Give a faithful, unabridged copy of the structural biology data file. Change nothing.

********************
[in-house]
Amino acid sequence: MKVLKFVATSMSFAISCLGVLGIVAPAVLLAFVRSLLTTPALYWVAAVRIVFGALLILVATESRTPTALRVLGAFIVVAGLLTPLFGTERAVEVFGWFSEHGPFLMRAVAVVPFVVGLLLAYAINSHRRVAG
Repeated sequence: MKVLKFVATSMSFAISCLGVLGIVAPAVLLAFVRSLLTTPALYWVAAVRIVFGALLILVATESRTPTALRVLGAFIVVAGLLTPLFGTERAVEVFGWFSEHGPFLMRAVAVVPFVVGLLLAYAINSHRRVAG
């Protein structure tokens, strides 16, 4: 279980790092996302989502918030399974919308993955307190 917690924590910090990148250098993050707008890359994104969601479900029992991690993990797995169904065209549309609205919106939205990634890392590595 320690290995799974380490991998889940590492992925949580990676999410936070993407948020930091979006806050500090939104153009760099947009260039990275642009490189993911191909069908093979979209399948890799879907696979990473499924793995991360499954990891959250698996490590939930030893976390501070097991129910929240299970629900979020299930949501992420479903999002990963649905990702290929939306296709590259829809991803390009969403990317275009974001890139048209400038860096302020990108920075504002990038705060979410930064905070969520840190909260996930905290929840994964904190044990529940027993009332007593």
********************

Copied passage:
[in-house]
Amino acid sequence: MKVLKFVATSMSFAISCLGVLGIVAPAVLLAFVRSLLTTPALYWVAAVRIVFGALLILVATESRTPTALRVLGAFIVVAGLLTPLFGTERAVEVFGWFSEHGPFLMRAVAVVPFVVGLLLAYAINSHRRVAG
Repeated sequence: MKVLKFVATSMSFAISCLGVLGIVAPAVLLAFVRSLLTTPALYWVAAVRIVFGALLILVATESRTPTALRVLGAFIVVAGLLTPLFGTERAVEVFGWFSEHGPFLMRAVAVVPFVVGLLLAYAINSHRRVAG
């Protein structure tokens, strides 16, 4: 279980790092996302989502918030399974919308993955307190 917690924590910090990148250098993050707008890359994104969601479900029992991690993990797995169904065209549309609205919106939205990634890392590595 320690290995799974380490991998889940590492992925949580990676999410936070993407948020930091979006806050500090939104153009760099947009260039990275642009490189993911191909069908093979979209399948890799879907696979990473499924793995991360499954990891959250698996490590939930030893976390501070097991129910929240299970629900979020299930949501992420479903999002990963649905990702290929939306296709590259829809991803390009969403990317275009974001890139048209400038860096302020990108920075504002990038705060979410930064905070969520840190909260996930905290929840994964904190044990529940027993009332007593």